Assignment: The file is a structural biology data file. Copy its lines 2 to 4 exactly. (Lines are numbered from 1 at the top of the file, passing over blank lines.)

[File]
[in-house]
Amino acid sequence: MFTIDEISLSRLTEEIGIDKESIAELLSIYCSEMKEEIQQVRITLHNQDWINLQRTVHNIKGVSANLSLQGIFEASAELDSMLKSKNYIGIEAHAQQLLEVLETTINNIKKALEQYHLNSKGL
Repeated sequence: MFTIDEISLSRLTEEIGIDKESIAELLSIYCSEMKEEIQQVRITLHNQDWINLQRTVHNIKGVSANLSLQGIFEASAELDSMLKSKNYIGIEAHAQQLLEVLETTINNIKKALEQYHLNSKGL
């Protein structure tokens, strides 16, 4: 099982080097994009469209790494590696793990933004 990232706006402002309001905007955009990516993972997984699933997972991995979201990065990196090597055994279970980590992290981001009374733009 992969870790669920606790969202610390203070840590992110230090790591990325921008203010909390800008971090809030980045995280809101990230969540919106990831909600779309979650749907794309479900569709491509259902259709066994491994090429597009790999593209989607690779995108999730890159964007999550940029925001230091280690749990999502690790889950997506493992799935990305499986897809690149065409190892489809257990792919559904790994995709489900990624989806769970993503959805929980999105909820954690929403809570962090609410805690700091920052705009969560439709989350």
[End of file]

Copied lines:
Amino acid sequence: MFTIDEISLSRLTEEIGIDKESIAELLSIYCSEMKEEIQQVRITLHNQDWINLQRTVHNIKGVSANLSLQGIFEASAELDSMLKSKNYIGIEAHAQQLLEVLETTINNIKKALEQYHLNSKGL
Repeated sequence: MFTIDEISLSRLTEEIGIDKESIAELLSIYCSEMKEEIQQVRITLHNQDWINLQRTVHNIKGVSANLSLQGIFEASAELDSMLKSKNYIGIEAHAQQLLEVLETTINNIKKALEQYHLNSKGL
């Protein structure tokens, strides 16, 4: 099982080097994009469209790494590696793990933004 990232706006402002309001905007955009990516993972997984699933997972991995979201990065990196090597055994279970980590992290981001009374733009 992969870790669920606790969202610390203070840590992110230090790591990325921008203010909390800008971090809030980045995280809101990230969540919106990831909600779309979650749907794309479900569709491509259902259709066994491994090429597009790999593209989607690779995108999730890159964007999550940029925001230091280690749990999502690790889950997506493992799935990305499986897809690149065409190892489809257990792919559904790994995709489900990624989806769970993503959805929980999105909820954690929403809570962090609410805690700091920052705009969560439709989350």